Writing about your research
Writing about your research for a lay audience can be challenging. It helps to break your research down into the following questions:
Why does this research matter?
What is this research trying to accomplish? (What was the issue you were studying?)
What did you do or test?
What were the outcomes and methods used in this research?
What is the impact of this research?
Where can I go to read the complete paper?
What are larger themes, takeaways, or implications of this research?
What is the overall point or insight from each section of this research report?
What are the next steps?
How does someone access the complete data set or report?
How does someone contact the team?
It's easier for people to understand complex research when it's easy to digest and written in lay terms they can understand. We recommend using plain language to summarize the research and including charts and graphs, when helpful.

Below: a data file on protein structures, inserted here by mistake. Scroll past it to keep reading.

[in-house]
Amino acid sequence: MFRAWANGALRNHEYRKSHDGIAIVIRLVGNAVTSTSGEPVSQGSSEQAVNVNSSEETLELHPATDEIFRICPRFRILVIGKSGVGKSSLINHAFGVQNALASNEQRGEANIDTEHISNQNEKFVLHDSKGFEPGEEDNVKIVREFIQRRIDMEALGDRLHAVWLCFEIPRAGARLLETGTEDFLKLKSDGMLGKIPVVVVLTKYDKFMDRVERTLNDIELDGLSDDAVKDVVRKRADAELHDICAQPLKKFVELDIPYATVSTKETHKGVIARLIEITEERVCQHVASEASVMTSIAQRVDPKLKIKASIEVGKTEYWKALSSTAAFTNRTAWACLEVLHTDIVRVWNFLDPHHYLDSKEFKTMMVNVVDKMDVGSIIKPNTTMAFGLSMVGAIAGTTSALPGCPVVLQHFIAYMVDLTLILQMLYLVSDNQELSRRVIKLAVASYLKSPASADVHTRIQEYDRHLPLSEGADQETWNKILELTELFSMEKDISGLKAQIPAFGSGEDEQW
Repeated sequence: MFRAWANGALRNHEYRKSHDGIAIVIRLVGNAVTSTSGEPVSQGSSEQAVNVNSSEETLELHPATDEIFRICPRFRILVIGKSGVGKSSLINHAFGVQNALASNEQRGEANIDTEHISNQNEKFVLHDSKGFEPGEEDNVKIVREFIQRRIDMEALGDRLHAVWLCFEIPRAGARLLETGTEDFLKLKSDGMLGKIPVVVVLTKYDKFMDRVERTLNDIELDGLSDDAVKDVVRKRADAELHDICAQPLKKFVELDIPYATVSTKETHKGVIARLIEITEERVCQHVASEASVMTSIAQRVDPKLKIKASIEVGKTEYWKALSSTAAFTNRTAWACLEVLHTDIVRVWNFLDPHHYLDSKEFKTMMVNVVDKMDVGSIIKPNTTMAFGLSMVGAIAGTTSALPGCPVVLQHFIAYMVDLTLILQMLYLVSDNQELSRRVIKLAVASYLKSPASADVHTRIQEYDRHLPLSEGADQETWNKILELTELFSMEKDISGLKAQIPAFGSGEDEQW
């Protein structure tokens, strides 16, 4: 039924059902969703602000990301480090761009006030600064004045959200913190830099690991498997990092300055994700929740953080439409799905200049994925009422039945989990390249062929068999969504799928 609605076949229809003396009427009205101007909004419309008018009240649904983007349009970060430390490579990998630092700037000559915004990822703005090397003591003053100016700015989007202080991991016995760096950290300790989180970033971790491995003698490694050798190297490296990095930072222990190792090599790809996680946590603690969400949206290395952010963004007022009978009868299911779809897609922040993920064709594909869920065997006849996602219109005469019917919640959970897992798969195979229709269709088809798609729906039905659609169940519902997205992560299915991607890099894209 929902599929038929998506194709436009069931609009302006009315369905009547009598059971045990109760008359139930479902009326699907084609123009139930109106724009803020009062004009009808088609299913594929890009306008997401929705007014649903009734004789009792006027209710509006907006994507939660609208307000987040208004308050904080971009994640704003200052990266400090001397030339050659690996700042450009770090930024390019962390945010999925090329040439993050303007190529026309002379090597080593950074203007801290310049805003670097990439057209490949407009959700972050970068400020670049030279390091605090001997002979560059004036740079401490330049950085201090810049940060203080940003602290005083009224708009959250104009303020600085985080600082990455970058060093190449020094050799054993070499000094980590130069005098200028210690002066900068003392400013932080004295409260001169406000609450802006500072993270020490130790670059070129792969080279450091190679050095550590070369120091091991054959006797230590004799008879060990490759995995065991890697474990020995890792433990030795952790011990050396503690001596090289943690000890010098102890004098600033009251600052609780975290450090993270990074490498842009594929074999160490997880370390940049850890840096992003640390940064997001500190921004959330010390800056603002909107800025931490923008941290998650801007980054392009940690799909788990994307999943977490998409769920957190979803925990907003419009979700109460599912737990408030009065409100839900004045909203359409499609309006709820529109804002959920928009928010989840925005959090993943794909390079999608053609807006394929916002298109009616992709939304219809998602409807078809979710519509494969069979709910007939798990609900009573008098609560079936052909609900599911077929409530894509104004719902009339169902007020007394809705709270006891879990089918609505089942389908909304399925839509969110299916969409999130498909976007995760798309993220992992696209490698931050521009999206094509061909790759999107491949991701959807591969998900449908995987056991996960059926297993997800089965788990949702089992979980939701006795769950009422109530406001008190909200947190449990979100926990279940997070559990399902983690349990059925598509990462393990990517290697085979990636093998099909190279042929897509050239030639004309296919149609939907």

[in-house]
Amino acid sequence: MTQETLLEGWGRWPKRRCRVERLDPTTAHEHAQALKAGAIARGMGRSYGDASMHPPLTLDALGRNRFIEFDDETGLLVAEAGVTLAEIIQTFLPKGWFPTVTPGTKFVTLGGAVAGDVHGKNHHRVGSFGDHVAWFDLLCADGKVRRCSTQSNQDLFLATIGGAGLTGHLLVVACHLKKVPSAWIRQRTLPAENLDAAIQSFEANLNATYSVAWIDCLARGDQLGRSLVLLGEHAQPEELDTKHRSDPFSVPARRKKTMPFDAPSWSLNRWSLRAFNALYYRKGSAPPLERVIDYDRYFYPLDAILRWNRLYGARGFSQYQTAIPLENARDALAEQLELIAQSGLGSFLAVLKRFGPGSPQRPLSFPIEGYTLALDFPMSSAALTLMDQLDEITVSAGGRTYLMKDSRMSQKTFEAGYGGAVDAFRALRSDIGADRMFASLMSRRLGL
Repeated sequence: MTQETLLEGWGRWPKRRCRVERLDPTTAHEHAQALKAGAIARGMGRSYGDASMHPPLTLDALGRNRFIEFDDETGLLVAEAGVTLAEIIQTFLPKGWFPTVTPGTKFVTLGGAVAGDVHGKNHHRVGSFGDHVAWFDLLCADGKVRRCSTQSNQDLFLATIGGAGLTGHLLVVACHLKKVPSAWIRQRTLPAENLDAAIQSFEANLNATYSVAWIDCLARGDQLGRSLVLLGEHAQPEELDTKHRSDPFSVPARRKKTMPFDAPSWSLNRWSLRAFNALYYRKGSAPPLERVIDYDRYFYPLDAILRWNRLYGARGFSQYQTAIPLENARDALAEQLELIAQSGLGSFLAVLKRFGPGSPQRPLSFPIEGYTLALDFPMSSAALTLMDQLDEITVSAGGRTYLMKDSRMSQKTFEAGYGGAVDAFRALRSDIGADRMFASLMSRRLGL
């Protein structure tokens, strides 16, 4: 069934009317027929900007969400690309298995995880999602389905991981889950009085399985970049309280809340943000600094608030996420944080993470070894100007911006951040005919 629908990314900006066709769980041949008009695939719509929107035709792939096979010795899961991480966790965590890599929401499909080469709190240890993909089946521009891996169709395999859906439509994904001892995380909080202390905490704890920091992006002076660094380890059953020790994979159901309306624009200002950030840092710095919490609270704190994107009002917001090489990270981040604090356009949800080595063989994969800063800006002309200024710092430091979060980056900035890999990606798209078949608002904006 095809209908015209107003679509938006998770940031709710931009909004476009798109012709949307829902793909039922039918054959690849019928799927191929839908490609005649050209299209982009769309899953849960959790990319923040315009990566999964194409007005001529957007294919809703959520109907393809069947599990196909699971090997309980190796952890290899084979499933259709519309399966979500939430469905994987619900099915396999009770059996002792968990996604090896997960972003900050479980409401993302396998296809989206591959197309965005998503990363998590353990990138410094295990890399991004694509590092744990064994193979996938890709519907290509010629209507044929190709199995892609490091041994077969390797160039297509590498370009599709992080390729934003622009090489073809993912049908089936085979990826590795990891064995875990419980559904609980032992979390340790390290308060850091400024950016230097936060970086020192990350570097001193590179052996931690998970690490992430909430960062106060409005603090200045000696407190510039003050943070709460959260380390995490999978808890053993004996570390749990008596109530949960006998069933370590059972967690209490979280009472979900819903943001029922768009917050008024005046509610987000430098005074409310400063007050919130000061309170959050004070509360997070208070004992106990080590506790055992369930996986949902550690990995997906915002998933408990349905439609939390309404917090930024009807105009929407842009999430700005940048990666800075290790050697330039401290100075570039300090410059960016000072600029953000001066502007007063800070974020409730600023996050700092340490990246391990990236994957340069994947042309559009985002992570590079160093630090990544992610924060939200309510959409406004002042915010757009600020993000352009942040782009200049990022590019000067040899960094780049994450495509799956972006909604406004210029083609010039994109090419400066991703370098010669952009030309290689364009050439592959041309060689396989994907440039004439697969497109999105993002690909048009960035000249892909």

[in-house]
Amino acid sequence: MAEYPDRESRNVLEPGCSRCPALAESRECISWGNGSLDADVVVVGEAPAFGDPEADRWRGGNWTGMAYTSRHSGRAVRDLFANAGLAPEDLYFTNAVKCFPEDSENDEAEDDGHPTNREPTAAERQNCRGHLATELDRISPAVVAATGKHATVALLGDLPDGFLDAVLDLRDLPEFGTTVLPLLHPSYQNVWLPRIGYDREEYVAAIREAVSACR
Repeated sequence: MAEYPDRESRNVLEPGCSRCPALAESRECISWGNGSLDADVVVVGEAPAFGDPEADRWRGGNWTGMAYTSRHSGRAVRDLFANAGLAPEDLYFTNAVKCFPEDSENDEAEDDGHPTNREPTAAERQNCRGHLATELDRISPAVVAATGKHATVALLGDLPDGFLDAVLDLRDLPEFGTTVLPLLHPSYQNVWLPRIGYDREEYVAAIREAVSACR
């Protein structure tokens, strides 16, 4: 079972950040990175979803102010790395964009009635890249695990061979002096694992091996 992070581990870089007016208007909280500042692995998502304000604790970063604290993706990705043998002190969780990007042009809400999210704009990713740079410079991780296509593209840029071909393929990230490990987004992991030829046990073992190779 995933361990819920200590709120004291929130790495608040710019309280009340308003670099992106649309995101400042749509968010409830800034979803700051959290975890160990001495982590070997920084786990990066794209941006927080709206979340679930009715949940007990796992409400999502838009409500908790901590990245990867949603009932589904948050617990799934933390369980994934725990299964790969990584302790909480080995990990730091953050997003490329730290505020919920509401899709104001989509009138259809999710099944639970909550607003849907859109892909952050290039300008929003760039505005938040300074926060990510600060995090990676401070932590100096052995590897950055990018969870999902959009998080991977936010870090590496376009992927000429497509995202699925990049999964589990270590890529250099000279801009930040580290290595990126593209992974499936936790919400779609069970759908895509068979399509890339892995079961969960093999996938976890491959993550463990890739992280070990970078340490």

Pew publishes their research with a link to the full report, a section called 'Key Themes of this Report', and an overview of what's contained within the report itself. They also use both bold and italic typefaces to highlight important information.
The Google Civic Innovation team recently published a report that included an abstract, the full qualitative and quantitative findings, top insights, and implications of the research. All sections were written in a clear and user-friendly way that assumed no prior knowledge of the topic. We liked that they also included a deck that gave concrete examples and key takeaways — and was quite easy to understand.